“So Shall She Now the Softest Coulours Chuse/To Paint thy Fate & Shadow out thy Woes”
Poetry and Emotion in the Abergavenny Scandal of 1729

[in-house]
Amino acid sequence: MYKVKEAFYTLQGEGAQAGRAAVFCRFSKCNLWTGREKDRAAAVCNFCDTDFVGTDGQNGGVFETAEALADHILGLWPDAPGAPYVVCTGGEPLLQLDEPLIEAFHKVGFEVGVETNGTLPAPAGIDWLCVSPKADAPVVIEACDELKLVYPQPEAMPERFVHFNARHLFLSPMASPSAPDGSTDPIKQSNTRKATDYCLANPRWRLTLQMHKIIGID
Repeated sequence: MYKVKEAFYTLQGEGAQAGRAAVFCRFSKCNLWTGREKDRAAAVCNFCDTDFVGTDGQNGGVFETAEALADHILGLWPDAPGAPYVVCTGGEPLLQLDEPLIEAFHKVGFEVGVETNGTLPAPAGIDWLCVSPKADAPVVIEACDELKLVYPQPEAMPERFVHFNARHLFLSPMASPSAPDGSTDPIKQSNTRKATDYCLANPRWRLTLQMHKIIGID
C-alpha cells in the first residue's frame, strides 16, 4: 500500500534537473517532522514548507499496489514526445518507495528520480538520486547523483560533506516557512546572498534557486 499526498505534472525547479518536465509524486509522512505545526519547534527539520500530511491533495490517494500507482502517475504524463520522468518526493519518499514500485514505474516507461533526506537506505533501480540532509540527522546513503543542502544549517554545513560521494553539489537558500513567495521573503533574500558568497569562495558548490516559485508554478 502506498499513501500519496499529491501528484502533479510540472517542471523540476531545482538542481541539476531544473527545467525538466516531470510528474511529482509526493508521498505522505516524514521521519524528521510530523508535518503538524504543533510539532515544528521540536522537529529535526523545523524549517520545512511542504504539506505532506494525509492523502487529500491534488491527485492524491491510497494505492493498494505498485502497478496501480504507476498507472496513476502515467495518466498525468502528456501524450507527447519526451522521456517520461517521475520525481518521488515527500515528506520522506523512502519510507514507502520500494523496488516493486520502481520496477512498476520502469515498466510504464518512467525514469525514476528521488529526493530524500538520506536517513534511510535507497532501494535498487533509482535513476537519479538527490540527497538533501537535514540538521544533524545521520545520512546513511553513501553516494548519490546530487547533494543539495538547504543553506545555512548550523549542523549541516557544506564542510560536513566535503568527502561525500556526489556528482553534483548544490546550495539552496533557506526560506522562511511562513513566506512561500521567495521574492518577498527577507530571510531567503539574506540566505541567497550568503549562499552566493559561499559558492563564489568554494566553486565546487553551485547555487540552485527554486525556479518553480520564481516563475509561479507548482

This article will explore the ways in which literary forms empower emotional response to public events, using as a case study the wide range of literary texts – published and circulated in manuscript – inspired by the notorious Abergavenny scandal of 1729. Lady Abergavenny’s beauty, adultery and death, followed by a trial in which her husband was awarded a staggering £10,000 in compensation, stimulated poetry, drama and opera, giving voice to desire, remorse, pity, despair and contempt. Drama and poetry intersect in their treatment of the scandal, and while poetry offers its writers and readers an opportunity to explore a single viewpoint, and to circulate it privately, drama re-imagines the causes and conversations, and exposes them to public judgment. The alternating prose and verse of opera thus offer us a self-contained sample of the uses of different literary genres in expressing emotion and presenting the social and moral debates provoked by the affair.